I wish that I could say that I came into the motherhood game with courage- head held high, ready to take on the world. The truth is, that just isn’t how it happened for me. I may have once felt ready, felt secure in my call to motherhood, a few years back- but when we lost our first baby, a sweet angel at 11 weeks, the wind fell swiftly out of my sails. I was flooded with doubts of my future as a mother- doubts that remain in my heart to this day. But through my daughter’s life, and the things she is teaching me, I am slowly learning to have courage again.
When I was sure that an early ultrasound would reveal another miscarriage, there was her tiny fluttering heartbeat, telling me to have the courage to claim a viable pregnancy.
When I was overcome with exhaustion and morning sickness, there were her tiny kicks, helping me have the courage to get through the day.
When I was scared that something might be anatomically wrong with our growing little girl, there she was, sucking her thumb on the ultrasound screen, showing me that I should have the courage to imagine a bright future for my child.
When my due date came and went, and my anxious heart awaited her arrival, there were her daily hiccups, assuring me that she was just fine- and my courage to step forward in motherhood would grow.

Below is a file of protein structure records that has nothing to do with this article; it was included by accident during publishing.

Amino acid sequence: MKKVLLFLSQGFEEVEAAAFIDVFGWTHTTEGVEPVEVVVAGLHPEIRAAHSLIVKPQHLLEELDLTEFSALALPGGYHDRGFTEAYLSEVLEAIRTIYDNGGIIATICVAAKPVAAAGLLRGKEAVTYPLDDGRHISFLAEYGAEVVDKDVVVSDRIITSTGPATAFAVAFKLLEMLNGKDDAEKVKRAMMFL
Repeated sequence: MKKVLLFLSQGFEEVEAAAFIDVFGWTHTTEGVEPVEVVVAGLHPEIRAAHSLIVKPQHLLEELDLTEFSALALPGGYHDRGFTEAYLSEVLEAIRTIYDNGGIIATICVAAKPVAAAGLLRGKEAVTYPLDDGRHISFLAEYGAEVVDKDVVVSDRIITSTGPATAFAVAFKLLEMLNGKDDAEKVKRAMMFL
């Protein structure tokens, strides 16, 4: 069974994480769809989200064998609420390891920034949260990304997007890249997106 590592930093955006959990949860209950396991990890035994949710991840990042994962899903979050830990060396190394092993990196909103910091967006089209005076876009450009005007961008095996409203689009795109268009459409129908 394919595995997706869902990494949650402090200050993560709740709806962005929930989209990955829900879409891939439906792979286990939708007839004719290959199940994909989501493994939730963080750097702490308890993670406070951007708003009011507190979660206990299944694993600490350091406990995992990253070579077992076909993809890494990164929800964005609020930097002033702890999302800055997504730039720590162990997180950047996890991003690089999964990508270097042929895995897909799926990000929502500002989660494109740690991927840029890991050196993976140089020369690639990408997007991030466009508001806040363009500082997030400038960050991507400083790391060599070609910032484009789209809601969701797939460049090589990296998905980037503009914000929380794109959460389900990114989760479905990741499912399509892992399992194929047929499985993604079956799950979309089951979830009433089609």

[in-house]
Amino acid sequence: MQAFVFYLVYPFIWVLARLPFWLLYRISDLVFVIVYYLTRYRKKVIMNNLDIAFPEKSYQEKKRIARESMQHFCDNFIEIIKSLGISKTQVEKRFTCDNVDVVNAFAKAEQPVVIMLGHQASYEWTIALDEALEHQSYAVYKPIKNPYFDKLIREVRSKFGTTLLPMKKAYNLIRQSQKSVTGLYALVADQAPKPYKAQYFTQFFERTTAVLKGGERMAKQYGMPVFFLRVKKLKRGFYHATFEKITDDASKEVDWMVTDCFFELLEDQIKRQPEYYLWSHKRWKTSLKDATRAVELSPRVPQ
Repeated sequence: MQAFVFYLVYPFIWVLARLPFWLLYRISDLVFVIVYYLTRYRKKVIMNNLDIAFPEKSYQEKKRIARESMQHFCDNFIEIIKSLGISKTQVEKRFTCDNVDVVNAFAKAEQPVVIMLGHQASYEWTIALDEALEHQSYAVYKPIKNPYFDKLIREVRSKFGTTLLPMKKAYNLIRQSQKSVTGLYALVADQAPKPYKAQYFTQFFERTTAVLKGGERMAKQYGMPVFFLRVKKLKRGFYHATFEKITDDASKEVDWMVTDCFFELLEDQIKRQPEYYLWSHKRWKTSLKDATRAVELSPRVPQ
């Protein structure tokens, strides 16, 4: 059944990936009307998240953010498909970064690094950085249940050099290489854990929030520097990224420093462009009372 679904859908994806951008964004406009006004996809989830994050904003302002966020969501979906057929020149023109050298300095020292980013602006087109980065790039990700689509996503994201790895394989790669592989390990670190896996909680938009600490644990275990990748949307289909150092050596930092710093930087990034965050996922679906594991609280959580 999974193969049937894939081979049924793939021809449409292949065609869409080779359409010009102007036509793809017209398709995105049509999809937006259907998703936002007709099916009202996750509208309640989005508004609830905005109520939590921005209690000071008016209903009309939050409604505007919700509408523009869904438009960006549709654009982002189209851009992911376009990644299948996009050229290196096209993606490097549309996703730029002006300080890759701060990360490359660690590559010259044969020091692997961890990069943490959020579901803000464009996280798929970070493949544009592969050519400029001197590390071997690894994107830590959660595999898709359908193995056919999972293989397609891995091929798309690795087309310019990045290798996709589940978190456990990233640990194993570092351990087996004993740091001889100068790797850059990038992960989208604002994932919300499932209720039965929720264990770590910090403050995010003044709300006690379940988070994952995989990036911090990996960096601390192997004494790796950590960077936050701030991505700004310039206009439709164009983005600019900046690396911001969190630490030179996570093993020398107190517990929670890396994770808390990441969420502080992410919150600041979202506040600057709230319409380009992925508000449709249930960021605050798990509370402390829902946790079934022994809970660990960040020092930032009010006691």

When labor was erratic and intense and unpredictable, and I was scared that I couldn’t make it through, there she was, in a perfect position and with a perfect heartbeat, giving me the courage to have the natural water birth I desired for us.
When she got stuck in my pelvis and was without oxygen for a minute or so, and I feared that her life was already over, there was her cry, beckoning me to courageously take on the most important role of my life- being her mother.
Each day since Hallelujah’s birth 3 months ago has been a seesaw of fear and courage. I’m quickly learning, however, that this is the essence motherhood– doing the impossible, conquering your fears, and creating the future together. As the days become harder, may my courage grow, to be overshadowed only by joy.